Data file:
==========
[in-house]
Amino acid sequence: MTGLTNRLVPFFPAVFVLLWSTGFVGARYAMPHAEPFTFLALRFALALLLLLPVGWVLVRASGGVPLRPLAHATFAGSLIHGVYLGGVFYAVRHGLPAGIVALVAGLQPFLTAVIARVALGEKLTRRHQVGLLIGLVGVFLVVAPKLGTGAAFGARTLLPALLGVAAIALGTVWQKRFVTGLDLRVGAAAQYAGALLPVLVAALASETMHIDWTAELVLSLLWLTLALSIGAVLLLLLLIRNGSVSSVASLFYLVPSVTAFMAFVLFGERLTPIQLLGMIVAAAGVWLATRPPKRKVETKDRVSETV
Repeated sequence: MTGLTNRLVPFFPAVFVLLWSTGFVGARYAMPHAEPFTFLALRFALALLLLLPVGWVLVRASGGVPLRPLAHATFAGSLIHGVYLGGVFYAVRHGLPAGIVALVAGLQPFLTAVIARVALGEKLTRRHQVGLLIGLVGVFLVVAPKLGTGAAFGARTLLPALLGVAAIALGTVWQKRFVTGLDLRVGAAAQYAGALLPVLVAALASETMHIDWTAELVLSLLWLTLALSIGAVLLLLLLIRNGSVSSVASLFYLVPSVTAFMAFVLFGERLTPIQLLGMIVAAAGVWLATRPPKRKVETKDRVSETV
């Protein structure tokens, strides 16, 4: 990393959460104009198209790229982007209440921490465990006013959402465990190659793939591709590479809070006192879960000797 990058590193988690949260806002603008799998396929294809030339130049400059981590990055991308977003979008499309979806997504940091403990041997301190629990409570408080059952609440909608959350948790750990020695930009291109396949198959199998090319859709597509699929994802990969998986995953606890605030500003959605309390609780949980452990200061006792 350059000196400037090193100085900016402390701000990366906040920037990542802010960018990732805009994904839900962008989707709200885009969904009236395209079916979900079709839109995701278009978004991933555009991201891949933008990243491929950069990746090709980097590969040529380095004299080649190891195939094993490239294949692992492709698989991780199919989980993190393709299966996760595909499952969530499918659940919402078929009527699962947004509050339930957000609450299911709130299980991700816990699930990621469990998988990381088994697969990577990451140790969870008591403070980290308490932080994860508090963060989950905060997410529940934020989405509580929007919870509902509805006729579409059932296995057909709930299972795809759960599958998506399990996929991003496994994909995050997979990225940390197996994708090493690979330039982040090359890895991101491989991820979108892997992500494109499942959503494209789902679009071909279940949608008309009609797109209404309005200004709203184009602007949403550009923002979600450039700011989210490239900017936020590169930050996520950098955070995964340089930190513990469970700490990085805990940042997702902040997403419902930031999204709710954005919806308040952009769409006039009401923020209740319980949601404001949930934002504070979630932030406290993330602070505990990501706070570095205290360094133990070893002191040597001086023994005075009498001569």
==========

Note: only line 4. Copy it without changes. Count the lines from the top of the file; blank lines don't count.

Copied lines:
């Protein structure tokens, strides 16, 4: 990393959460104009198209790229982007209440921490465990006013959402465990190659793939591709590479809070006192879960000797 990058590193988690949260806002603008799998396929294809030339130049400059981590990055991308977003979008499309979806997504940091403990041997301190629990409570408080059952609440909608959350948790750990020695930009291109396949198959199998090319859709597509699929994802990969998986995953606890605030500003959605309390609780949980452990200061006792 350059000196400037090193100085900016402390701000990366906040920037990542802010960018990732805009994904839900962008989707709200885009969904009236395209079916979900079709839109995701278009978004991933555009991201891949933008990243491929950069990746090709980097590969040529380095004299080649190891195939094993490239294949692992492709698989991780199919989980993190393709299966996760595909499952969530499918659940919402078929009527699962947004509050339930957000609450299911709130299980991700816990699930990621469990998988990381088994697969990577990451140790969870008591403070980290308490932080994860508090963060989950905060997410529940934020989405509580929007919870509902509805006729579409059932296995057909709930299972795809759960599958998506399990996929991003496994994909995050997979990225940390197996994708090493690979330039982040090359890895991101491989991820979108892997992500494109499942959503494209789902679009071909279940949608008309009609797109209404309005200004709203184009602007949403550009923002979600450039700011989210490239900017936020590169930050996520950098955070995964340089930190513990469970700490990085805990940042997702902040997403419902930031999204709710954005919806308040952009769409006039009401923020209740319980949601404001949930934002504070979630932030406290993330602070505990990501706070570095205290360094133990070893002191040597001086023994005075009498001569």